The critical and academic response to Anonymous makes you want to praise it more. Rather like the current Three Musketeers movie, Ronald Emmerich’s latest has drawn considerable fire either for its (lack of) accuracy or as a piece of filmmaking. Yet beneath the harsh words, you can sense a holier than thou attitude. At least with Alexander Dumas it’s only his story that’s been altered. For poor old Will Shakespeare, his very credentials are under scrutiny. And of course the idea he didn’t pen his famous works its nonsense in a way. As Bill Bryson neatly surmised a few years back (and which Shakesperios will no doubt expand on in conservable detail) - there is probably a wider difference between the fame of his work and proven facts about his life than for any other famous historical person, however there is enough evidence to prove his authorship. Yet the idea that he didn’t write the plays is actually more interesting than the fact that he did. It’s called fiction and Ronald Emmerich, who usually spends his days blowing up famous monuments, has made a rather fun film with it.
The script credited to John Orloff suggests that Shakey was simply a rather drunken actor with a large ego who by sheer chance manages to claim authorship of the plays which he‘s led to believe are penned by Ben Johnson. The latter though is merely an errand boy for Edward de Vere, the Earl of Oxford –and one time lover of Queen Elizabeth. Not content with this delicious chicanery, Orloff chucks in the proverbial kitchen sink by having Shakespeare kill Christopher Marlowe after the latter threatens to expose the secret and revealing– deep breath- that Oxford is really the product of one of her Majesty’s earlier liaisons yet the two have a child who becomes the Earl of Southampton!! Just about the only thing he doesn’t do is reveal Robert Cecil, the Queen’s rather slimy confidante, is actually a robot built by aliens helping King James. Honestly if it had happened, you’d not be surprised.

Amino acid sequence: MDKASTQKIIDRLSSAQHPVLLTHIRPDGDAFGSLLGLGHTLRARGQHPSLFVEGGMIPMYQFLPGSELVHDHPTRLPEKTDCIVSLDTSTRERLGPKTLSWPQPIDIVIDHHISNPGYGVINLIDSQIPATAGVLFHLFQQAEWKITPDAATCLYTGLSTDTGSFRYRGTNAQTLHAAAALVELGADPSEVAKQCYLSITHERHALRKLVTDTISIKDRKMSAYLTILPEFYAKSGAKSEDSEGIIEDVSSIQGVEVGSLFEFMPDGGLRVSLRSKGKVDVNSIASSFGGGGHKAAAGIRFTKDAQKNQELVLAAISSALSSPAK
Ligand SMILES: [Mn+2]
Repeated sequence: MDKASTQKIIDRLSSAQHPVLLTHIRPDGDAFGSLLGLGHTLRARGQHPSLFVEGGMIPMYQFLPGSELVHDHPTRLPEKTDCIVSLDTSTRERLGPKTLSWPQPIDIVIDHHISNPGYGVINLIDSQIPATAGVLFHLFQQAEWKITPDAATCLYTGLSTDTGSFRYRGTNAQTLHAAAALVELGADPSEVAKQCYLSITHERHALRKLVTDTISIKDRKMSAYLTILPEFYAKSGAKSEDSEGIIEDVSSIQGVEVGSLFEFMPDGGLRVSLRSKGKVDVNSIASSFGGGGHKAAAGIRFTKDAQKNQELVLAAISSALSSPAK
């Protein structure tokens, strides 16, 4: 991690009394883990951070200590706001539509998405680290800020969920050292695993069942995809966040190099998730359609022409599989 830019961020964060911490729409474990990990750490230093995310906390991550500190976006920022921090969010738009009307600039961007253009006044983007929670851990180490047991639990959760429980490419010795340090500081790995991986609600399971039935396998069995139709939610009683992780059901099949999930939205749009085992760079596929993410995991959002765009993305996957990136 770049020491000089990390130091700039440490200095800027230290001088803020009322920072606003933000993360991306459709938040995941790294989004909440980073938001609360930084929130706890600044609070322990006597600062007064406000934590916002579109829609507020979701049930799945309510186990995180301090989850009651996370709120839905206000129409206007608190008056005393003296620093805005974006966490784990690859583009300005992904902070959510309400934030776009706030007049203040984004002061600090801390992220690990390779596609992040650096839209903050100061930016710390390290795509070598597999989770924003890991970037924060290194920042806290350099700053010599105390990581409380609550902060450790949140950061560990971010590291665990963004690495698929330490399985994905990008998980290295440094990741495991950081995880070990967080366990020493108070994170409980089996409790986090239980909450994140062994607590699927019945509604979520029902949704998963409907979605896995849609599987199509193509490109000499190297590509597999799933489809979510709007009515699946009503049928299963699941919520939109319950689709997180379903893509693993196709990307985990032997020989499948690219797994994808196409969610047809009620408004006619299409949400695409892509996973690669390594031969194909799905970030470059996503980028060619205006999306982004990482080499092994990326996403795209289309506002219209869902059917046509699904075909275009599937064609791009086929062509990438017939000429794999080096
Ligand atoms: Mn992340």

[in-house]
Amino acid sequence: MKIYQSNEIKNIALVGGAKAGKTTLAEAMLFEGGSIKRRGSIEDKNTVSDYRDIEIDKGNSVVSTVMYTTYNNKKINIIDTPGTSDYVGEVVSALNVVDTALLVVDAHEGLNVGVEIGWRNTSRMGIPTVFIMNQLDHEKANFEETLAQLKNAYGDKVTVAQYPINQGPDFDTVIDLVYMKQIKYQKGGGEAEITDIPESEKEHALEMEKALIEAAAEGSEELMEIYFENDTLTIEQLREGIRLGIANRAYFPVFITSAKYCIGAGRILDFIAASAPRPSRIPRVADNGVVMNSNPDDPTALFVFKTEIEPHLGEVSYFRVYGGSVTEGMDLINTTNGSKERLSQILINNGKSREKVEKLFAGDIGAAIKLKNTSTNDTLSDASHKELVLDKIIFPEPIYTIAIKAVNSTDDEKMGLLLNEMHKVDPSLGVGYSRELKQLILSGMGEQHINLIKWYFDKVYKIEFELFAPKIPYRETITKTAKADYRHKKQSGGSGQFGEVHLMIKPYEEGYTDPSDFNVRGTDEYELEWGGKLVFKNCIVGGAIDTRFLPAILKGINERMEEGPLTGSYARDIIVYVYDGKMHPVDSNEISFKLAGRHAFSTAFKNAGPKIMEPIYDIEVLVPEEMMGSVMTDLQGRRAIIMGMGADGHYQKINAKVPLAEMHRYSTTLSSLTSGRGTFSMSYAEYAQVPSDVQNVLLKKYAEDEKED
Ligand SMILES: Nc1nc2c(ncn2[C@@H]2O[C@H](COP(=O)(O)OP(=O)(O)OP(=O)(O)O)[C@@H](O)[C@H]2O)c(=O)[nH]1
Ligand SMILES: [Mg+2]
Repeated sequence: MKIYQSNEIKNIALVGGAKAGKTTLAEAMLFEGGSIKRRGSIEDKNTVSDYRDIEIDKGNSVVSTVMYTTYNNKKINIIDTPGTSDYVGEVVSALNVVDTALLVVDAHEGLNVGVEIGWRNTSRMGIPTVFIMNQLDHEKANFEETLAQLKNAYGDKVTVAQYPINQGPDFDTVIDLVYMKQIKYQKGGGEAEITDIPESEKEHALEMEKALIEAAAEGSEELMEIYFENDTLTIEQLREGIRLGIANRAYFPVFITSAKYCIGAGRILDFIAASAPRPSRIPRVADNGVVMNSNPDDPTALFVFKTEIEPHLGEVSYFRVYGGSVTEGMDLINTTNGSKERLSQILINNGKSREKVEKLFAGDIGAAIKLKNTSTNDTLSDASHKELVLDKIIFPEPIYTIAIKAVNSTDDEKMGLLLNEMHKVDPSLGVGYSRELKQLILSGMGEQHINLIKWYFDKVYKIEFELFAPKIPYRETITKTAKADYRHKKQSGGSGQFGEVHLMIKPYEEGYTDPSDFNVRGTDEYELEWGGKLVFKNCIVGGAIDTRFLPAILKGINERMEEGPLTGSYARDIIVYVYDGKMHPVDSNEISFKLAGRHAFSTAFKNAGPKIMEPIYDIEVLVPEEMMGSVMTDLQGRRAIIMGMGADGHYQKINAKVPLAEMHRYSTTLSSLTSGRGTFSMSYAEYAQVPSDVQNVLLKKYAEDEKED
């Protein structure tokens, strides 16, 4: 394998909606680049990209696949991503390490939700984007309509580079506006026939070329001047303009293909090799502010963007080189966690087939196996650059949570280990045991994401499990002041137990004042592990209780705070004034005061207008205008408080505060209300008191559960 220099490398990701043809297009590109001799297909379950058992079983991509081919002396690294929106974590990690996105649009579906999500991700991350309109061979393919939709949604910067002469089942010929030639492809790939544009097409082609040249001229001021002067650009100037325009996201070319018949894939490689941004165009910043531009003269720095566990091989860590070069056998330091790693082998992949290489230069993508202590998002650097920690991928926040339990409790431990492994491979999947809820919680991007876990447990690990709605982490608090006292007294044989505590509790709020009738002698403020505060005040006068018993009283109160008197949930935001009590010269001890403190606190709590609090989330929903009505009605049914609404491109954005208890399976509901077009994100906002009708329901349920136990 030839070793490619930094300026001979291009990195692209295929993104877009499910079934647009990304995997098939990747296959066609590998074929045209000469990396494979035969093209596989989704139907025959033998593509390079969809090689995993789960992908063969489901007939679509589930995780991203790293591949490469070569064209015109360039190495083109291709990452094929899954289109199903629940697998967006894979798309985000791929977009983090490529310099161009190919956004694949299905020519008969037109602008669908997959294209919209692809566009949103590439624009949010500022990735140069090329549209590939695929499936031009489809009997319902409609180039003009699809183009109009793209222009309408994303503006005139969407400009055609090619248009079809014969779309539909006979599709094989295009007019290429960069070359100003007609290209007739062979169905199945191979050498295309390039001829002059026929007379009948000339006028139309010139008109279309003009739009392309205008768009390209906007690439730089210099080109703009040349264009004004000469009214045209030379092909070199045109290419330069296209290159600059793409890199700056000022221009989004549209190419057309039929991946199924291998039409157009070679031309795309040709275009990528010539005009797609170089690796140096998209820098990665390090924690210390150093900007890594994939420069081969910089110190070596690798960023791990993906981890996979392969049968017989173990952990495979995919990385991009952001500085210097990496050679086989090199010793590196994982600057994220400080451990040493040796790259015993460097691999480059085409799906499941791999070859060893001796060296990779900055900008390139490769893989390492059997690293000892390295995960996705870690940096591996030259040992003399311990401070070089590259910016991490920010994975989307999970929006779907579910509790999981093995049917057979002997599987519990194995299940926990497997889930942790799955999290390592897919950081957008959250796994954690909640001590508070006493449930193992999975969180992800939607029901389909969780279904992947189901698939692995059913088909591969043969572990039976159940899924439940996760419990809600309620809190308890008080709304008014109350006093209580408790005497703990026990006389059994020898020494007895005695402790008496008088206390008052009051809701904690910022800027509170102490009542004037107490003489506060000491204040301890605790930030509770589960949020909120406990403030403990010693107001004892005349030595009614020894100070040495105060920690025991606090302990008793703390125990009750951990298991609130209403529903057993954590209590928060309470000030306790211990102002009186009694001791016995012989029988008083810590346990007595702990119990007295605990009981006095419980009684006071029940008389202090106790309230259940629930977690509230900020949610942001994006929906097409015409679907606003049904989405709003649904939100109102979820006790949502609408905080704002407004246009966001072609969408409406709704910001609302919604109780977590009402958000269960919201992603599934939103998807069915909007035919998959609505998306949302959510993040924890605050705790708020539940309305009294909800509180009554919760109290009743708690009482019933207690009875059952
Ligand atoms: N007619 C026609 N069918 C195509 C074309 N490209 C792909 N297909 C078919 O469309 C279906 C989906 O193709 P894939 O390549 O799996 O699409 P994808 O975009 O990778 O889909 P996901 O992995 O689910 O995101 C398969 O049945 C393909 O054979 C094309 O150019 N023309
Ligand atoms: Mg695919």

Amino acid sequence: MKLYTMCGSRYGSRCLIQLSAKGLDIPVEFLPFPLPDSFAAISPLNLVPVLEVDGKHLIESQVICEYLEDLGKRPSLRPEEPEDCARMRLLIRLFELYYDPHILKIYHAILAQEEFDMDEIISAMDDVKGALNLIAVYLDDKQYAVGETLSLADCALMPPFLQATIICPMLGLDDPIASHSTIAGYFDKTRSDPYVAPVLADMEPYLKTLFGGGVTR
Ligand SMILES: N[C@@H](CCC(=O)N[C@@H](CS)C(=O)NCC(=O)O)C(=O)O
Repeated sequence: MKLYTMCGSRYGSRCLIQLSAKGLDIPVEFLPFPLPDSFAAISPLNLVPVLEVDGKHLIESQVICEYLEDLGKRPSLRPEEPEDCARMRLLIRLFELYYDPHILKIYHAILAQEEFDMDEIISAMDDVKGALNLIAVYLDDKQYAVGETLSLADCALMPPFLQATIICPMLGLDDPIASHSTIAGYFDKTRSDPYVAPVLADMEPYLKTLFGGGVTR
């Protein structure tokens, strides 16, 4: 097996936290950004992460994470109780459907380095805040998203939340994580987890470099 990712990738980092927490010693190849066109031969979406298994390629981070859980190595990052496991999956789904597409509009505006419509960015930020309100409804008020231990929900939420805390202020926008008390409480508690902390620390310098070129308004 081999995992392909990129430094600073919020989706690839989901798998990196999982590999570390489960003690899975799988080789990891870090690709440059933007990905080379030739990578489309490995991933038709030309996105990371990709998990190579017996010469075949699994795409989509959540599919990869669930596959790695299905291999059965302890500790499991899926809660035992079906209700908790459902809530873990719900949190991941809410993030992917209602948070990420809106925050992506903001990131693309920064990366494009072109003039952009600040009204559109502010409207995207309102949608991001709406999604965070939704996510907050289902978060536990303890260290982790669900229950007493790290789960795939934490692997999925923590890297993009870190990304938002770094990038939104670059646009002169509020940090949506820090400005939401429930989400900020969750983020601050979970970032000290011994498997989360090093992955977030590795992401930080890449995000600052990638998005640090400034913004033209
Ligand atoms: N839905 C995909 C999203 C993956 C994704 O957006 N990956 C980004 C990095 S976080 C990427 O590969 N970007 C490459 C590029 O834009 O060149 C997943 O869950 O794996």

So why isn’t this astonishing mixture of speculation and, frankly, made up `unfacts` just a mess? Because, and here’s where Emmerich comes into play, it’s a rattling good yarn. It has you gripped from the opening moments and never lets you go. It’s a riot- if you accept that is fiction, then you’ll love it more. It’s got the ludicrously addictive twists of fate and coincidences that make people watch soap operas, books by Dan Brown and serials like Downton Abbey. It’s got Emmerich’s sense of occasion where, with only one building to destroy, he instead homes in on the absurdities of period drama. He surely prompted Orloff to include scenes with masses of people in them and for the Queen’s eventual funeral to take place on a frozen Thames (even though, of course, it didn’t). Most of all, it has an incredible traction, rolling along knocking over reputations like nine pins. It’s a good job it doesn’t surrender to facts because that would spoil the audaciousness.
It may be that the only accuracy anyone notices is the fetid condition of the streets where people have to balance on wobbly wooden planks to walk about but there’s one fundamental thing that the Shakesperos have certainly missed. Whoever he says wrote the well known words we know it was Shakespeare and in several key scenes he shows their power to cajole, absorb and inspire the noisy theatre goers. We look into the faces of the throng and see it in their eyes. No matter what else is going on, Emmerich is saying how good the plays are anyway. Surely wily old Shakespeare himself would have loved this film because it celebrates his work albeit in a bizarre way.